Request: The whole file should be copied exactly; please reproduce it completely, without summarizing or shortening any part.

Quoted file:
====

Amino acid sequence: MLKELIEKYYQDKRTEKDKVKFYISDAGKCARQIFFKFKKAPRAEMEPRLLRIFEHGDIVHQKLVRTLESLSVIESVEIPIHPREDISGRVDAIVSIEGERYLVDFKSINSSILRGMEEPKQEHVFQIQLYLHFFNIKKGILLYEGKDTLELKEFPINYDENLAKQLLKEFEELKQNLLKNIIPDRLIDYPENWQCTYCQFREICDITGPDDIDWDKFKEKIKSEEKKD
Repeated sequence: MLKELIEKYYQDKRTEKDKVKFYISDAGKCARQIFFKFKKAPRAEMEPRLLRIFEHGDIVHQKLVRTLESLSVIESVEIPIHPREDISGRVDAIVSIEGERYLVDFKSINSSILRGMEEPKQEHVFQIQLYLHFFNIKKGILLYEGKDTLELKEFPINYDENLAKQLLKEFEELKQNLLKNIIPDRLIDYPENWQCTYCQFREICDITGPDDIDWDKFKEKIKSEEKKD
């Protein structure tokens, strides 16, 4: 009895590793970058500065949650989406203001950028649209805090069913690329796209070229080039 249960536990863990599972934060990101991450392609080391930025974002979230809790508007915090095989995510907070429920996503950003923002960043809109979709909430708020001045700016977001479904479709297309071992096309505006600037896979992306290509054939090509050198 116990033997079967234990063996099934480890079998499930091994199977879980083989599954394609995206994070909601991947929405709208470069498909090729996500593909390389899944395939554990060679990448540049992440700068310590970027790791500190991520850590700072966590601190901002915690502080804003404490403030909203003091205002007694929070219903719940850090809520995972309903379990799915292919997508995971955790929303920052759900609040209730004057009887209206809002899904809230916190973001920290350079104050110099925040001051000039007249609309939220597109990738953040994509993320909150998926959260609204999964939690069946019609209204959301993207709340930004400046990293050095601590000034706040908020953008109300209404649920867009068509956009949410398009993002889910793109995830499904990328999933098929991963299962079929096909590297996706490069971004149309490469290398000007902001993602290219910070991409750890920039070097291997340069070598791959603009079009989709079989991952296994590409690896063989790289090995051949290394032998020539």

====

Amino acid sequence: MLKELIEKYYQDKRTEKDKVKFYISDAGKCARQIFFKFKKAPRAEMEPRLLRIFEHGDIVHQKLVRTLESLSVIESVEIPIHPREDISGRVDAIVSIEGERYLVDFKSINSSILRGMEEPKQEHVFQIQLYLHFFNIKKGILLYEGKDTLELKEFPINYDENLAKQLLKEFEELKQNLLKNIIPDRLIDYPENWQCTYCQFREICDITGPDDIDWDKFKEKIKSEEKKD
Repeated sequence: MLKELIEKYYQDKRTEKDKVKFYISDAGKCARQIFFKFKKAPRAEMEPRLLRIFEHGDIVHQKLVRTLESLSVIESVEIPIHPREDISGRVDAIVSIEGERYLVDFKSINSSILRGMEEPKQEHVFQIQLYLHFFNIKKGILLYEGKDTLELKEFPINYDENLAKQLLKEFEELKQNLLKNIIPDRLIDYPENWQCTYCQFREICDITGPDDIDWDKFKEKIKSEEKKD
């Protein structure tokens, strides 16, 4: 009895590793970058500065949650989406203001950028649209805090069913690329796209070229080039 249960536990863990599972934060990101991450392609080391930025974002979230809790508007915090095989995510907070429920996503950003923002960043809109979709909430708020001045700016977001479904479709297309071992096309505006600037896979992306290509054939090509050198 116990033997079967234990063996099934480890079998499930091994199977879980083989599954394609995206994070909601991947929405709208470069498909090729996500593909390389899944395939554990060679990448540049992440700068310590970027790791500190991520850590700072966590601190901002915690502080804003404490403030909203003091205002007694929070219903719940850090809520995972309903379990799915292919997508995971955790929303920052759900609040209730004057009887209206809002899904809230916190973001920290350079104050110099925040001051000039007249609309939220597109990738953040994509993320909150998926959260609204999964939690069946019609209204959301993207709340930004400046990293050095601590000034706040908020953008109300209404649920867009068509956009949410398009993002889910793109995830499904990328999933098929991963299962079929096909590297996706490069971004149309490469290398000007902001993602290219910070991409750890920039070097291997340069070598791959603009079009989709079989991952296994590409690896063989790289090995051949290394032998020539």